Merrell Nova 2, Antora 2 Review | Best Trail Running Shoes 2020 – Runner’s World

Merrell Nova 2, Antora 2 Review | Best Trail Running Shoes 2020  Runner’s World



The RW Takeaway: The men’s Nova and women’s Antora are sturdy and versatile daily trainers for the trail, with ample cushioning and protection to take on longer efforts and rugged terrain.

  • Gender-specific fit and midsole constructions ensure dialed-in comfort.
  • Forefoot rock plates and Vibram rubber outsoles deliver protection and impressive wet-surface traction.
  • Generous toe boxes offer plenty of room for toe splay, but feel less suited for tackling technical trails at speed.

Price: $110
Type:
Trail
Drop: 8 mm
Weight:
11.2 oz (Men’s Nova), 8.5 oz (Women’s Antora)


Long gone are the days of “shrink-and-pink”—an era when brands sized down a men’s running shoe behind the guise of a peppy new color, and sent it to the women’s shelf. Instead, Merrell designed the women’s-specific Antora and men’s-specific Nova to accommodate the physiological nuances between “his” and “her” foot anatomy. For the Antora, that meant special attention to the firmness of the midsole foam. By adding a stabilizing post below the arch, and placing softer foam under the medial heel and lateral side of the forefoot, the Q-Form 2 sole discourages excessive sideways motion between touchdown and toe-off. Since men lean into this tendency less frequently, the Nova instead uses a more flexible midsole that amps up ground feel.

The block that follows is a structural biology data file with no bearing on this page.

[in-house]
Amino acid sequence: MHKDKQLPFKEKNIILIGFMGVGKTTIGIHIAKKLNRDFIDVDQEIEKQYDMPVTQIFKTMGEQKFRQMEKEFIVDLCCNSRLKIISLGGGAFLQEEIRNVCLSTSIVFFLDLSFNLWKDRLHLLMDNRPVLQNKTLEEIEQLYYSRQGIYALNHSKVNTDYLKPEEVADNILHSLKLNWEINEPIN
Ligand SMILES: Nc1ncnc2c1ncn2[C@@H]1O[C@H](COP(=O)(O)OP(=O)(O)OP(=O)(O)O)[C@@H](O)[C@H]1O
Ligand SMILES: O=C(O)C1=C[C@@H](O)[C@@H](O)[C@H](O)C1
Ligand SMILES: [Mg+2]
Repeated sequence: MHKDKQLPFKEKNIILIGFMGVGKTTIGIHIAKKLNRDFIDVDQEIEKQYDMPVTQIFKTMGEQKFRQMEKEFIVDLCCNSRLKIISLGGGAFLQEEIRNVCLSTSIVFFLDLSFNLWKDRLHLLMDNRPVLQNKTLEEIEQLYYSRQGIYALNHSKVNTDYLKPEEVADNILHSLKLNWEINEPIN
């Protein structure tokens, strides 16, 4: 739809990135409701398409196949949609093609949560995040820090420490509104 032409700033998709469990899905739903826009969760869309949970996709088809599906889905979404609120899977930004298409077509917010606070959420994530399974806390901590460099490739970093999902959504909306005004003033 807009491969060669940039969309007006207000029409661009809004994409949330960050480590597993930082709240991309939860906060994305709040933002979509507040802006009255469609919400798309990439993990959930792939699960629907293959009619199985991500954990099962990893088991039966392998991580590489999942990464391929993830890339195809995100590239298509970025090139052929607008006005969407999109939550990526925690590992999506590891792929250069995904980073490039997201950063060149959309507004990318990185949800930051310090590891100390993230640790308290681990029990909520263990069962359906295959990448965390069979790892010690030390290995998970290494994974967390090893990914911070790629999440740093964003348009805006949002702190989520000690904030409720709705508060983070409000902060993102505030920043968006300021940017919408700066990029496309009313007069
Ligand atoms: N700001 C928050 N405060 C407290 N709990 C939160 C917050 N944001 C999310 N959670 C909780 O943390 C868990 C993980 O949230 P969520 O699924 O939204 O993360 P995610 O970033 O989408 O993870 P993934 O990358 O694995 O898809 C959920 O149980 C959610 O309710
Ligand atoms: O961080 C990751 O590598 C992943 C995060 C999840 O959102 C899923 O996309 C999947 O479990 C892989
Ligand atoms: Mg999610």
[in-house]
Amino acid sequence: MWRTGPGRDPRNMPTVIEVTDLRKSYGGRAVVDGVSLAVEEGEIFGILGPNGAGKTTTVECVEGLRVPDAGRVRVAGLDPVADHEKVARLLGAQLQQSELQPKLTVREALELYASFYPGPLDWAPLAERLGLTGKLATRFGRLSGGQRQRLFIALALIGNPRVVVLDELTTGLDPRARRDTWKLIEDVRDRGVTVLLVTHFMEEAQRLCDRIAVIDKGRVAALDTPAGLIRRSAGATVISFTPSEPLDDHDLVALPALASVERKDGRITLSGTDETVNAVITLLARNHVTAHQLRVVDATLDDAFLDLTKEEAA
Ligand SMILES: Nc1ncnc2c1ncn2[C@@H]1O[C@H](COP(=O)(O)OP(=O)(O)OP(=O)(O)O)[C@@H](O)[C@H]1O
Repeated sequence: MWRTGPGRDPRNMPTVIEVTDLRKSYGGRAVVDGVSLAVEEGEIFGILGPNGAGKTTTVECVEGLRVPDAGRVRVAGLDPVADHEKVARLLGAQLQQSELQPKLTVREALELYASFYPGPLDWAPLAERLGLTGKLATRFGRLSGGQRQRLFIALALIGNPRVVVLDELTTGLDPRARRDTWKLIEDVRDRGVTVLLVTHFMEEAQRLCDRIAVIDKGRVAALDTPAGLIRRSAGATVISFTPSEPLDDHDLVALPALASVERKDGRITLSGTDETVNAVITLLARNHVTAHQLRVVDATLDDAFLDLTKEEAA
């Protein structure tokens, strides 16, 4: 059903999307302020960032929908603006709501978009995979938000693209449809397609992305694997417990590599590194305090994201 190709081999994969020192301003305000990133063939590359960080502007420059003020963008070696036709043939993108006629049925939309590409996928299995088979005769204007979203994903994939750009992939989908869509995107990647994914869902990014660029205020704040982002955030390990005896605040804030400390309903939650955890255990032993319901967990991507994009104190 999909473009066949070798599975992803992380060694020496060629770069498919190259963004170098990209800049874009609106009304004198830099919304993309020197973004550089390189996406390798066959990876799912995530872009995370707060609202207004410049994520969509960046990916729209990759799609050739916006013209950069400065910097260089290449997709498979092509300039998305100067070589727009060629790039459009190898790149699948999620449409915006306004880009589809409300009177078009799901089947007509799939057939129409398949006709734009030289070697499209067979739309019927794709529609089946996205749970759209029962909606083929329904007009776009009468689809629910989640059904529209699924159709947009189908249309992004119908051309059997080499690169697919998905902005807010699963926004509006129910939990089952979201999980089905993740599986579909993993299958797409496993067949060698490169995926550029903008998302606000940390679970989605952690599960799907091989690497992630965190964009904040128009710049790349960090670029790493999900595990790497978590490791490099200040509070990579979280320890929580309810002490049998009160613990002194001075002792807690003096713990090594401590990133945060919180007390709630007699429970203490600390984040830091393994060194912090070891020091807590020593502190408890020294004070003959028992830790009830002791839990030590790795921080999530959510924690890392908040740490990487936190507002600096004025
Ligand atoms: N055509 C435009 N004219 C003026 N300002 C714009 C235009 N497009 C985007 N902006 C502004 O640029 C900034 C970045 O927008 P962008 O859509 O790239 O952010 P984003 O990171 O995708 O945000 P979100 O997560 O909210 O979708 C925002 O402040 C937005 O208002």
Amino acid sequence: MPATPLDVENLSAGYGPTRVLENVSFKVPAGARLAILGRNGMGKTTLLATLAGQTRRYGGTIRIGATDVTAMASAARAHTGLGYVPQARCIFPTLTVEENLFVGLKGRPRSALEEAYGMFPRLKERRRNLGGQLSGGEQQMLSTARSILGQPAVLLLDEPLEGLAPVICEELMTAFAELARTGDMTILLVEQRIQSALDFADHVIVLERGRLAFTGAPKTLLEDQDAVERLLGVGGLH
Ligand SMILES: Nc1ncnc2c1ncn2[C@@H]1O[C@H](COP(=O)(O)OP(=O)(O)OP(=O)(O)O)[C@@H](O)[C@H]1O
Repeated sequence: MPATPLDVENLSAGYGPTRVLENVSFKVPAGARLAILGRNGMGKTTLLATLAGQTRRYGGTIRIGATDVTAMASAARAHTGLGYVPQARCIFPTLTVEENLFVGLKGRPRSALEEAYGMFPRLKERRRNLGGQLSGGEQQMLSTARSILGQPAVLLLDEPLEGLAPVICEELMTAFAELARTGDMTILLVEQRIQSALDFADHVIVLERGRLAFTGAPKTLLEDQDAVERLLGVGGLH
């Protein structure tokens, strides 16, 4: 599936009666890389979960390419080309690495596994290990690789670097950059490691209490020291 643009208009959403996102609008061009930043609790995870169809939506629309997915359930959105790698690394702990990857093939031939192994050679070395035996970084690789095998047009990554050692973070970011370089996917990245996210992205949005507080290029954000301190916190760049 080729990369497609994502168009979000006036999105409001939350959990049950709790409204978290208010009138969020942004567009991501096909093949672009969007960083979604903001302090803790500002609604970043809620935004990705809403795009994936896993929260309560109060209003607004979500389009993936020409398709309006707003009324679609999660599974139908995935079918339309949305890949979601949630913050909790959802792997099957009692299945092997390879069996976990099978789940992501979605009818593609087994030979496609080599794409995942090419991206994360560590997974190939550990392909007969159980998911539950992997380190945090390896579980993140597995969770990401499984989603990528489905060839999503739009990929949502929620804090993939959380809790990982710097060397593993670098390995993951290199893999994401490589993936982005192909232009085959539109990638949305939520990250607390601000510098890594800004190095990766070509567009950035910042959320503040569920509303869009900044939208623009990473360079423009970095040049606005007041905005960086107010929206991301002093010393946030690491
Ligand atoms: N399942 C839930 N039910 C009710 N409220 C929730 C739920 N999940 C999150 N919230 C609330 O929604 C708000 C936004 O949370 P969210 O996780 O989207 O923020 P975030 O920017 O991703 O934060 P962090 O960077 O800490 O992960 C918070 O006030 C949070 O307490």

Nova 2

Merrell merrell.com